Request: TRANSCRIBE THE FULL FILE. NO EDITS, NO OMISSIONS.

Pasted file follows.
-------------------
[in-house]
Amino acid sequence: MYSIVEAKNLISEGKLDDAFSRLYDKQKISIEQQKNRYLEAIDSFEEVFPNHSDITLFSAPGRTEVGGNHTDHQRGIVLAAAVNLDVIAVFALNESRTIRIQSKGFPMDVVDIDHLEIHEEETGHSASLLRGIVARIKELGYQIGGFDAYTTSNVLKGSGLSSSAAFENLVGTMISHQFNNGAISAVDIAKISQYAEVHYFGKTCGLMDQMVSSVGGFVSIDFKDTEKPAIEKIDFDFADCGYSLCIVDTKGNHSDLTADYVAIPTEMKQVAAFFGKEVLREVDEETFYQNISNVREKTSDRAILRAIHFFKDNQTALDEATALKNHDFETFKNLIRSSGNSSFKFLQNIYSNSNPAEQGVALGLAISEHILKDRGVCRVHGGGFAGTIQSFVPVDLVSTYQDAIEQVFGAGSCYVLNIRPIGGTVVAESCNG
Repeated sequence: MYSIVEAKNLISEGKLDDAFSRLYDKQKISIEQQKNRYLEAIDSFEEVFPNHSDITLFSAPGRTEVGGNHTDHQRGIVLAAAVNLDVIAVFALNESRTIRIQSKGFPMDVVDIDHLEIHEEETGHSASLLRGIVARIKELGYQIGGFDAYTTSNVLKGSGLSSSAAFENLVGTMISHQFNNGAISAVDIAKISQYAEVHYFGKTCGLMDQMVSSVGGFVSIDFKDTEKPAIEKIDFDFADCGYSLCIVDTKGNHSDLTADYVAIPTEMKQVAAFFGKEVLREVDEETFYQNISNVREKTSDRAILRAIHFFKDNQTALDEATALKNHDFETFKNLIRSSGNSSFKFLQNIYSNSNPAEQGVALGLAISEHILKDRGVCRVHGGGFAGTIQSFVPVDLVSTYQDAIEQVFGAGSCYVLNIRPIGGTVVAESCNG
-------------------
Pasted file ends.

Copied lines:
[in-house]
Amino acid sequence: MYSIVEAKNLISEGKLDDAFSRLYDKQKISIEQQKNRYLEAIDSFEEVFPNHSDITLFSAPGRTEVGGNHTDHQRGIVLAAAVNLDVIAVFALNESRTIRIQSKGFPMDVVDIDHLEIHEEETGHSASLLRGIVARIKELGYQIGGFDAYTTSNVLKGSGLSSSAAFENLVGTMISHQFNNGAISAVDIAKISQYAEVHYFGKTCGLMDQMVSSVGGFVSIDFKDTEKPAIEKIDFDFADCGYSLCIVDTKGNHSDLTADYVAIPTEMKQVAAFFGKEVLREVDEETFYQNISNVREKTSDRAILRAIHFFKDNQTALDEATALKNHDFETFKNLIRSSGNSSFKFLQNIYSNSNPAEQGVALGLAISEHILKDRGVCRVHGGGFAGTIQSFVPVDLVSTYQDAIEQVFGAGSCYVLNIRPIGGTVVAESCNG
Repeated sequence: MYSIVEAKNLISEGKLDDAFSRLYDKQKISIEQQKNRYLEAIDSFEEVFPNHSDITLFSAPGRTEVGGNHTDHQRGIVLAAAVNLDVIAVFALNESRTIRIQSKGFPMDVVDIDHLEIHEEETGHSASLLRGIVARIKELGYQIGGFDAYTTSNVLKGSGLSSSAAFENLVGTMISHQFNNGAISAVDIAKISQYAEVHYFGKTCGLMDQMVSSVGGFVSIDFKDTEKPAIEKIDFDFADCGYSLCIVDTKGNHSDLTADYVAIPTEMKQVAAFFGKEVLREVDEETFYQNISNVREKTSDRAILRAIHFFKDNQTALDEATALKNHDFETFKNLIRSSGNSSFKFLQNIYSNSNPAEQGVALGLAISEHILKDRGVCRVHGGGFAGTIQSFVPVDLVSTYQDAIEQVFGAGSCYVLNIRPIGGTVVAESCNG